Browsers are notorious for rendering HTML pages perfectly even when a page contains errors. For instance, a button may display properly but not function because of a missing closing tag. Hence the need for tools to check syntax. This is relatively straightforward for static HTML pages but what about dynamic pages? When server-side technologies such as PHP or ASP are used to create HTML pages dynamically, checking and debugging the result can be difficult. This article will show how this can be done using the free text editor, HTML-Kit. This will involve configuring some of the features of this editor. No knowledge of any specific technologies is required but a general knowledge of HTML and of the function of browsers and web servers is assumed.
Using HTML-Kit to Debug Server-Side Scripts - Basics (Page 3 of 4 )
Something that you might want to pay immediate attention to is the file format setting on the "Save" tab of the preferences window. If you know that the server you are planning to upload your files to runs on a Linux or UNIX platform, then be sure to choose the UNIX file format. The reason for this is that different operating systems handle the return key in different ways. If you save your files in Windows format and later download them from a UNIX server, you will find that an extra carriage return has been inserted after each line. While this does not change your file's functionality, it can be annoying. As an additional note, having saved your HTML file in UNIX format, it will not display properly in Notepad. If you want to view it in a Windows text editor, use WordPad instead. If you do save it from WordPad, make sure you save it in text format.
I'll just point out that you can quickly access commonly performed tasks by adding them to "Favorites". If you right click a button on any one of the elements in the Actions Bar (the tabbed strip below the tool bar), a pop-up menu allows you to add this item to your favorites. When you become familiar with HTML-Kit and find that you repeatedly use certain capabilities, you will really appreciate this feature.
Exploring the other settings will certainly improve your efficiency with this tool but these are really the only settings you may need to worry about here.
Set Up the Server
Html-Kit needs to know where your server is located if it is going to process your server-side scripts. Again, this is configured from the "Preferences" menu option so open the preferences window and choose the "Preview" tab. In the frame entitled "Preview Rules" make sure that the "Enable Server Mappings" box is checked. Having done that, click the "Edit Preview Rules" button. Here you will add a server mapping. Clicking the "Add" button will open a dialog window and you will be able to add a File Path and a server address. If you are running IIS or PWS on your local machine the file path will be "C:Inetpubwwwroot". For the server address put "http://<your computer name>/" substituting the appropriate value for "your computer name" or, if you like, you may use "localhost". Make sure you click "Okay" to save your preferences. Now, whenever you preview files that are in a directory at or below the root directory of your server, they will be processed by your server. If your server-side script generates HTML the server will create it when you preview a file.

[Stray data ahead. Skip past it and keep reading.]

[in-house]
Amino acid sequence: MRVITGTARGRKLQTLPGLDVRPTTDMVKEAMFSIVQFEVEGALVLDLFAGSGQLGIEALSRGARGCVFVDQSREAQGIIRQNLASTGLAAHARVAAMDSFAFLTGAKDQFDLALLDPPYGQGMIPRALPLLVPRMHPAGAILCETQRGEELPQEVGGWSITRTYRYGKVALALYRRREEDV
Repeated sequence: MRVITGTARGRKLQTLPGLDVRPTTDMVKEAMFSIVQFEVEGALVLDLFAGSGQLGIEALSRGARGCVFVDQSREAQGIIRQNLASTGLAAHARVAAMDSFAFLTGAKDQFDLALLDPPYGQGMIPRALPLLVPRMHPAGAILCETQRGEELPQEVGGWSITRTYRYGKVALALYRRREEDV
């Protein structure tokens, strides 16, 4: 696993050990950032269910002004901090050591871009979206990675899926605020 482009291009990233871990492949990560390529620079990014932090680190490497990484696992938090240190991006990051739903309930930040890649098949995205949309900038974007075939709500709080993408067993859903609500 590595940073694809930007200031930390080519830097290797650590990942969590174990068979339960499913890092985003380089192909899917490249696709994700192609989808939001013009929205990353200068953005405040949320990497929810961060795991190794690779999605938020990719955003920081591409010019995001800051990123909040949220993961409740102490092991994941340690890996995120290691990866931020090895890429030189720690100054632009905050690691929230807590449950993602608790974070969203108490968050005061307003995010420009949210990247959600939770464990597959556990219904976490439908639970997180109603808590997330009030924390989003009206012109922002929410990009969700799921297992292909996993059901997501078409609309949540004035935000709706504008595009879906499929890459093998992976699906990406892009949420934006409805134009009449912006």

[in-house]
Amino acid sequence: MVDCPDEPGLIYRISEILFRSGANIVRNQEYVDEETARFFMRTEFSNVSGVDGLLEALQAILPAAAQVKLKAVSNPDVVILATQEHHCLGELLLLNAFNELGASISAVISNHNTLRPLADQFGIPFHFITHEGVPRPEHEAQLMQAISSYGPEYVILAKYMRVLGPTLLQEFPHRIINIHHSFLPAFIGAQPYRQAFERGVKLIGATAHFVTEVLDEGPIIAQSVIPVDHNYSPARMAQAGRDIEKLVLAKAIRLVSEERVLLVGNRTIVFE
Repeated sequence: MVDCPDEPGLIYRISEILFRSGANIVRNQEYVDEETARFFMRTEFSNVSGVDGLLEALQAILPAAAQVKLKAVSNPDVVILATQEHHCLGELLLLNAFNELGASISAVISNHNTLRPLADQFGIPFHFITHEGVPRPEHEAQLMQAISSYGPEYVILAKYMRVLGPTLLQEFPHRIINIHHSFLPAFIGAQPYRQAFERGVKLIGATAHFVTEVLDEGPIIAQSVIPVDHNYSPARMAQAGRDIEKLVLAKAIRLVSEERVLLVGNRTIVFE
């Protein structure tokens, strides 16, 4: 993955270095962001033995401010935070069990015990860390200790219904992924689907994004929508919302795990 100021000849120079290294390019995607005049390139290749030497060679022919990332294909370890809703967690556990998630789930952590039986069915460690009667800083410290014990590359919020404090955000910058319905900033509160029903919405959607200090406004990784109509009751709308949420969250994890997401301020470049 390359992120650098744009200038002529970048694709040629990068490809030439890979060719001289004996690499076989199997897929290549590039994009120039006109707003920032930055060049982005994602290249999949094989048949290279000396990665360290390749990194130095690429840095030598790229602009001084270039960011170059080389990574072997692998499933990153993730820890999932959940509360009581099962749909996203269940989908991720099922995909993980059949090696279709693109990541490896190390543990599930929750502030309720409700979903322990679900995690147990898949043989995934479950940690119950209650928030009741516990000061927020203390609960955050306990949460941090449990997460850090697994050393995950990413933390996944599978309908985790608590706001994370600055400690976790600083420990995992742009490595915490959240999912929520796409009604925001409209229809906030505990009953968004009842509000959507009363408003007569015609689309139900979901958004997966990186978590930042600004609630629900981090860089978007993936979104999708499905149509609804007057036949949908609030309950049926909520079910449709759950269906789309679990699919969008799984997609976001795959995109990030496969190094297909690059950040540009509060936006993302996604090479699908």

From the preferences window, choose the "Programs" tab. In the "Windows Integration" frame, click the button with the caption "File Associations, Explorer ...". For the "Internet Explorer (IE) 5+ Integration" option make sure that the "Use to View Source" box is checked. This will ensure that when we preview a file in HTML-Kit and then choose to view the source code of a page it will also be shown in HTML-Kit. Since we've already told HTML Kit to run this file through our local server, any server-side scripting will have been processed and output as HTML.